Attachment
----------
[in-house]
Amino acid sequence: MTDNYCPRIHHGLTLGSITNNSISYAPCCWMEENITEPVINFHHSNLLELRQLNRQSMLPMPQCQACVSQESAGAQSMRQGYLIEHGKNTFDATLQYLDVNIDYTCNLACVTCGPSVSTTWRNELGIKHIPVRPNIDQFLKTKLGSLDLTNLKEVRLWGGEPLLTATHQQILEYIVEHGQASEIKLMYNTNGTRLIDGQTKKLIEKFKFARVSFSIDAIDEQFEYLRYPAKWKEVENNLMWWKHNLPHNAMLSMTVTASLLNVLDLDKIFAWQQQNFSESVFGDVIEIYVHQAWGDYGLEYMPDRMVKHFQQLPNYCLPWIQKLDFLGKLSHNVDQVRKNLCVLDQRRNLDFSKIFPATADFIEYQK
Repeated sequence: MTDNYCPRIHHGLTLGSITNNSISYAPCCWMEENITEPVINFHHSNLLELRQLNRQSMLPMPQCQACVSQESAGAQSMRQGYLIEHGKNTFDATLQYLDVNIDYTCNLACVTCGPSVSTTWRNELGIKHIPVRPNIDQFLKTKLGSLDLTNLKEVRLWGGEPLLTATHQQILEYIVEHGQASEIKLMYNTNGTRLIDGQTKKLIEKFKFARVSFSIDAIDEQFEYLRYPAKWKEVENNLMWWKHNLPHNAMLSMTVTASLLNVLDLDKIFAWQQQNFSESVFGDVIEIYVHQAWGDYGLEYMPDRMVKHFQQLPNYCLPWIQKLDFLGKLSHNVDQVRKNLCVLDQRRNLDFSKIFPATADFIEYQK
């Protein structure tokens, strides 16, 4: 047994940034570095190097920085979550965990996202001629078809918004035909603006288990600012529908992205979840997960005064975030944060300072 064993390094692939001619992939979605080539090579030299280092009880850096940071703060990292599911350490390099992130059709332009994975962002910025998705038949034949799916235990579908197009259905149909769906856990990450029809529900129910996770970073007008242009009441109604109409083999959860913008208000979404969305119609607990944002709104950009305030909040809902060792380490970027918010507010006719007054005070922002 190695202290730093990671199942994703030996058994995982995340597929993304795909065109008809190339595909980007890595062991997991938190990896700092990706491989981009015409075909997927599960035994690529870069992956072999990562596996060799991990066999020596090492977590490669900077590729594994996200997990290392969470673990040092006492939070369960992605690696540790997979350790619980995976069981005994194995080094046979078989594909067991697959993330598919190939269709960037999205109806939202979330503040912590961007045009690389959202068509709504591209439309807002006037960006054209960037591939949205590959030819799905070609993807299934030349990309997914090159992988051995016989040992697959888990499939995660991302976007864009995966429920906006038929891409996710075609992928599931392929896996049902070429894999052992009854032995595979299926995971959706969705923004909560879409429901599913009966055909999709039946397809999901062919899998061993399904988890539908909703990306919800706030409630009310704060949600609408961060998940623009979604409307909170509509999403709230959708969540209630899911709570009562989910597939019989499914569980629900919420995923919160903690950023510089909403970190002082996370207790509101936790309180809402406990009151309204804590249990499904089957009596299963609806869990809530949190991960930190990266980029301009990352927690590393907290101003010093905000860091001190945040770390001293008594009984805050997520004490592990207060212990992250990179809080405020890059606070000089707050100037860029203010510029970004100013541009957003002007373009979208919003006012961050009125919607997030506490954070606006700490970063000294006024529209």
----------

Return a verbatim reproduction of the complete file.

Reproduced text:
[in-house]
Amino acid sequence: MTDNYCPRIHHGLTLGSITNNSISYAPCCWMEENITEPVINFHHSNLLELRQLNRQSMLPMPQCQACVSQESAGAQSMRQGYLIEHGKNTFDATLQYLDVNIDYTCNLACVTCGPSVSTTWRNELGIKHIPVRPNIDQFLKTKLGSLDLTNLKEVRLWGGEPLLTATHQQILEYIVEHGQASEIKLMYNTNGTRLIDGQTKKLIEKFKFARVSFSIDAIDEQFEYLRYPAKWKEVENNLMWWKHNLPHNAMLSMTVTASLLNVLDLDKIFAWQQQNFSESVFGDVIEIYVHQAWGDYGLEYMPDRMVKHFQQLPNYCLPWIQKLDFLGKLSHNVDQVRKNLCVLDQRRNLDFSKIFPATADFIEYQK
Repeated sequence: MTDNYCPRIHHGLTLGSITNNSISYAPCCWMEENITEPVINFHHSNLLELRQLNRQSMLPMPQCQACVSQESAGAQSMRQGYLIEHGKNTFDATLQYLDVNIDYTCNLACVTCGPSVSTTWRNELGIKHIPVRPNIDQFLKTKLGSLDLTNLKEVRLWGGEPLLTATHQQILEYIVEHGQASEIKLMYNTNGTRLIDGQTKKLIEKFKFARVSFSIDAIDEQFEYLRYPAKWKEVENNLMWWKHNLPHNAMLSMTVTASLLNVLDLDKIFAWQQQNFSESVFGDVIEIYVHQAWGDYGLEYMPDRMVKHFQQLPNYCLPWIQKLDFLGKLSHNVDQVRKNLCVLDQRRNLDFSKIFPATADFIEYQK
């Protein structure tokens, strides 16, 4: 047994940034570095190097920085979550965990996202001629078809918004035909603006288990600012529908992205979840997960005064975030944060300072 064993390094692939001619992939979605080539090579030299280092009880850096940071703060990292599911350490390099992130059709332009994975962002910025998705038949034949799916235990579908197009259905149909769906856990990450029809529900129910996770970073007008242009009441109604109409083999959860913008208000979404969305119609607990944002709104950009305030909040809902060792380490970027918010507010006719007054005070922002 190695202290730093990671199942994703030996058994995982995340597929993304795909065109008809190339595909980007890595062991997991938190990896700092990706491989981009015409075909997927599960035994690529870069992956072999990562596996060799991990066999020596090492977590490669900077590729594994996200997990290392969470673990040092006492939070369960992605690696540790997979350790619980995976069981005994194995080094046979078989594909067991697959993330598919190939269709960037999205109806939202979330503040912590961007045009690389959202068509709504591209439309807002006037960006054209960037591939949205590959030819799905070609993807299934030349990309997914090159992988051995016989040992697959888990499939995660991302976007864009995966429920906006038929891409996710075609992928599931392929896996049902070429894999052992009854032995595979299926995971959706969705923004909560879409429901599913009966055909999709039946397809999901062919899998061993399904988890539908909703990306919800706030409630009310704060949600609408961060998940623009979604409307909170509509999403709230959708969540209630899911709570009562989910597939019989499914569980629900919420995923919160903690950023510089909403970190002082996370207790509101936790309180809402406990009151309204804590249990499904089957009596299963609806869990809530949190991960930190990266980029301009990352927690590393907290101003010093905000860091001190945040770390001293008594009984805050997520004490592990207060212990992250990179809080405020890059606070000089707050100037860029203010510029970004100013541009957003002007373009979208919003006012961050009125919607997030506490954070606006700490970063000294006024529209």